A heat exchanger acts as a headloss between the upstream and downstream side, as water can pass through multiple internal parallel pipes. Either model them explicitly as parallel pipes (use bends so the separate pipes can be seen in plan view), or get a curve/table from the manufacturer of head loss (pressure drop) vs. flow and use a General Purpose Valve (GPV) element to simulate the head loss. If you have a flow meter and a tap to measure pressure at each end, you can generate your own curve.

  A filter hydraulically acts as a headloss, which could be approximated either as a minor loss coefficient on a pipe, or a GPV headloss curve. (table of flow vs. headloss)

  A pressurized aeration tank likely experiences very little head loss unless there are baffles and can be modeled with a GPV headloss curve. (table of flow vs. headloss). Also consider if there may some head loss though the valves that can control flow or isolate the vessel (you would need to get data on the valves used) Consider talking to the vessel manufacturer to check if they have any data on head loss vs. flow through their vessels.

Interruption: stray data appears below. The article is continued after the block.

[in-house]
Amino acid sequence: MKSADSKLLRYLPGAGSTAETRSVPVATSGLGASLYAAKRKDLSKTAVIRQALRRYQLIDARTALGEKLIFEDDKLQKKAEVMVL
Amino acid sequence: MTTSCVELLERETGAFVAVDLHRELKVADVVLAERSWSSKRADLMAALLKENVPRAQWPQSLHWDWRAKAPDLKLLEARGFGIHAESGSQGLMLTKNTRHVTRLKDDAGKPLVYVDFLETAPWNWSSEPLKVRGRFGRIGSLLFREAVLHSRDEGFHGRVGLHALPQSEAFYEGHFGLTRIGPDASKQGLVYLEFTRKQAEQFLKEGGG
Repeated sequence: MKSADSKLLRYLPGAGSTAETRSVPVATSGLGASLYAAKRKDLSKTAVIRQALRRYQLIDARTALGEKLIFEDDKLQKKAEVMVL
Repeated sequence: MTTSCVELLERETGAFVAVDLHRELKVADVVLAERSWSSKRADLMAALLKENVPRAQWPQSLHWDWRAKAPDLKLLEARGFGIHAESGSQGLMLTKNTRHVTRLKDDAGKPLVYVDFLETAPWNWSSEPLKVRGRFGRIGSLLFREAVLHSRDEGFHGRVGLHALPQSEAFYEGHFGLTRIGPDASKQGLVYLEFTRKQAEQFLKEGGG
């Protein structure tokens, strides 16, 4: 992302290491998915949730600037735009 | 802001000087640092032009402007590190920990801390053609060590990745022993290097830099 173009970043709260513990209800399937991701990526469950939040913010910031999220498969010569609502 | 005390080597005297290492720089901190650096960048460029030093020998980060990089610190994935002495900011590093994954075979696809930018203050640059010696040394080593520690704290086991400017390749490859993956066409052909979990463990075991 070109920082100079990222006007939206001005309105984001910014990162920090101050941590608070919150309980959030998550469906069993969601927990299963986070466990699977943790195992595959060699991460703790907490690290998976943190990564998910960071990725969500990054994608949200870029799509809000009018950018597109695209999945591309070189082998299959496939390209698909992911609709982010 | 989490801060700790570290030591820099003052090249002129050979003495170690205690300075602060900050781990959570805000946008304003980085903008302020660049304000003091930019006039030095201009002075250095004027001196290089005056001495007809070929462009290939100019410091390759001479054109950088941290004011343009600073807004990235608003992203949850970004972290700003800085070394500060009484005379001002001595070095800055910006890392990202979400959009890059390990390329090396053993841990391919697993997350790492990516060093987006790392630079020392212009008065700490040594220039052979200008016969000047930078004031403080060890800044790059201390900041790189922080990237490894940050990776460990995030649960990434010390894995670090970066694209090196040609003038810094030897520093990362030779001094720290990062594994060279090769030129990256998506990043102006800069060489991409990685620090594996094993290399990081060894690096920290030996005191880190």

A rationing control valve (RCV) is usually associated with "hand pump" operation. The valve operates by hand allowing a fixed quantity of fluid to be "rationed" and extracted out. If this needs to be modeled when modeling standposts or hand pump operation on field an FCV can be used to "control" the flow downstream if a fixed outflow is expected. Alternatively, if the "rationing" is based on a fixed headloss applied at the valve, you can try using a TCV. See more details here.

   An energy dissipation structure used to slow flow velocity, such as "chute blocks" or "baffle blocks". In the context of a stormwater system, this could be modeled by adjusting the roughness coefficient of the conduit or channel, or by using conduit control structures or a minor loss coefficient on the conduit or channel.

NOTE: For a transient simulation with HAMMER, a GPV headloss curve is not used explicitly and a minor loss coefficient is lumped together with friction losses to determine the overall friction factor for the pipe. Devices such as the above can also be modeled with the Orifice Between Pipes element in HAMMER, which essentially models a discharge coefficient at a discrete point, established by way of a pair of flow and head drop (which you could determine from a typical flow through your device). Transient energy can be dampened from the headloss across the device.